It may be a thing as soon as next summer.
The flying river taxi, which floats above the water
To unclog the busy streets of Paris, two entrepreneurs are building an egg-shaped river shuttle that will essentially fly above the Seine, the next iteration of which will be summoned by a smartphone and piloted by a robot.
If that's not incredible enough, a founder of SeaBubbles said on Thursday the company raised 500,000 euros ($555,000) to do just that, with backers including the founder of drone-maker Parrot SA, Partech Ventures and the French government-backed BPI fund. Another funding round will take place by the end of August to develop a taxi app and docking stations around the pod.
The company wants to build battery-powered bubble-shaped ships that hover a few inches above water and transport as many as five people at a time. The founders intend to be operating by the summer of 2017.
As it seeks more cash to turn its bubbles into cabs, the startup says it’s reached out to car-hailing company Uber Technologies Inc. as well as construction company Vinci SA and luxury-goods maker LVMH. There are discussions but no commitments have been made.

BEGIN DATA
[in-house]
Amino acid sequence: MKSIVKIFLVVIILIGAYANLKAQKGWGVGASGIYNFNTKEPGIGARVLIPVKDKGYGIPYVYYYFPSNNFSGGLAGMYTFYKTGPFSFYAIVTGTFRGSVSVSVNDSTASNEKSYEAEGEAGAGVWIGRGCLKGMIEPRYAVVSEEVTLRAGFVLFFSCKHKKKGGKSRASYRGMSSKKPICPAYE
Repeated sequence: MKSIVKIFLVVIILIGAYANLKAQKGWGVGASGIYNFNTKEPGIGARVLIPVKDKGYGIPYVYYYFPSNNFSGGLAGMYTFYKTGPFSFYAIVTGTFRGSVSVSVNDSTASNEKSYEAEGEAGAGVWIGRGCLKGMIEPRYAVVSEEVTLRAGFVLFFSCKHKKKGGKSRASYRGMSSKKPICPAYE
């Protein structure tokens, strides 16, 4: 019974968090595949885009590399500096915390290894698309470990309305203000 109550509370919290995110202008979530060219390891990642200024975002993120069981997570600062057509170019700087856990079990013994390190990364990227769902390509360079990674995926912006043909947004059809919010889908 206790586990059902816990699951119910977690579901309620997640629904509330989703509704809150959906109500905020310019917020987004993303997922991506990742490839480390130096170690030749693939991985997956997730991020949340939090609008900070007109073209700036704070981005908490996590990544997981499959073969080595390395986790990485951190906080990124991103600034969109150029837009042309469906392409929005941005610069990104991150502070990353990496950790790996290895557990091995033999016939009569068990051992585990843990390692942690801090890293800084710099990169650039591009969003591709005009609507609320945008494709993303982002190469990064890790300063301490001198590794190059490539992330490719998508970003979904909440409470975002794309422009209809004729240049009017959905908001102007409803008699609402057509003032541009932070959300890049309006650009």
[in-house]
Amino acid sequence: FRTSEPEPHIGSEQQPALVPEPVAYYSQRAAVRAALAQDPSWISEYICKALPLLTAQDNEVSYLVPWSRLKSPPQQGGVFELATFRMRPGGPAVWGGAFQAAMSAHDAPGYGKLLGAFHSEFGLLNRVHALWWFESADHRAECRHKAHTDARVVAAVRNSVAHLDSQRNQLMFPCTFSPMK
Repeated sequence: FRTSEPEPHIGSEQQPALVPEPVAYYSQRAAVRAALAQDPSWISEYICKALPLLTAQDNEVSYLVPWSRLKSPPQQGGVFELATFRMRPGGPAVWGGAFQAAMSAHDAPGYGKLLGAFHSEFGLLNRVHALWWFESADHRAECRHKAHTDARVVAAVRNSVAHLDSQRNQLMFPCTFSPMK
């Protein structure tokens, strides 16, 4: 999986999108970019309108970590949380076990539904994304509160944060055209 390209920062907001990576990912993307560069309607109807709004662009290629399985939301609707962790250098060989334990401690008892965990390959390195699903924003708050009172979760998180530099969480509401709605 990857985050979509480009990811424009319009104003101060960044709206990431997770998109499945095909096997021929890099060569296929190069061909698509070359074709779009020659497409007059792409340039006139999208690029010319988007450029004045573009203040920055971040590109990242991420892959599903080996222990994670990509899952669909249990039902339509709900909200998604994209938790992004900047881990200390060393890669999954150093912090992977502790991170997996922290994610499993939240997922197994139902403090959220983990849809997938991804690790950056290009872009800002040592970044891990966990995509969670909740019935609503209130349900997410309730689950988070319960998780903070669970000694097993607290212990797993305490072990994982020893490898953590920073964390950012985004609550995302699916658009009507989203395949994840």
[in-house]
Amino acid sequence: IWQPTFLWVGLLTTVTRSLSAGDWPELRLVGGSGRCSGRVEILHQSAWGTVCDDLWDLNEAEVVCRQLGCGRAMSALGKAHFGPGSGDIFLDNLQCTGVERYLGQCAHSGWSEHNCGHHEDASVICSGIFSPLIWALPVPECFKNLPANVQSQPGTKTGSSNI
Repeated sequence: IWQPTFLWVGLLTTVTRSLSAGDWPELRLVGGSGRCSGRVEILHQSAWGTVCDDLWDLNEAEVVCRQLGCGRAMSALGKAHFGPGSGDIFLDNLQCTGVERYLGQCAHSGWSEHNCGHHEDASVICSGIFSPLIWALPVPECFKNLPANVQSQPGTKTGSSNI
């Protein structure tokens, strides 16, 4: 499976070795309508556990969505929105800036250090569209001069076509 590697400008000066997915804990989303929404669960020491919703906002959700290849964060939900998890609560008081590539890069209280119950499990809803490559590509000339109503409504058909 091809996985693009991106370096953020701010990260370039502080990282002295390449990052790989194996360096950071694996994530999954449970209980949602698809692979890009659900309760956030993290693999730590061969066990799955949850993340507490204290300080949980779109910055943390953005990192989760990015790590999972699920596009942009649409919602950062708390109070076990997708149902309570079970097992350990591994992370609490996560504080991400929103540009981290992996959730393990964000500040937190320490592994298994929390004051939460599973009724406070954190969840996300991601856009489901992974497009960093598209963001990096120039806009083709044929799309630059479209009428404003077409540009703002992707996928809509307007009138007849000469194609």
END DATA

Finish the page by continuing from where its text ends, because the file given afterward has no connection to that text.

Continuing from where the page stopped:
“You’ve got packed roads and empty waterways in a lot of cities -- there’s an obvious opportunity,” co-founder Alain Thebault said in an interview. “We want to build water taxis.”
Founders Anders Bringdal and Thebault, a surfer and a math-loving sailor respectively, together broke the record for speed on a floating sailboat they’d designed in 2009. They said SeaBubbles has the support of Paris Mayor Anne Hidalgo, who has pledged to cut pollution in the city.
Each shuttle will carry five people, including a pilot, but the goal is to forgo the pilot and make the system fully autonomous in a few years once regulation allows it, Thebault said. Currently, navigation rules on the Seine don’t permit the operation of vessels that lack a skipper. Carmakers, battery vendors and software engineering companies have expressed interest in helping develop upgrades and scale production, he said, declining to cite any names.
The Sea Bubbles are coming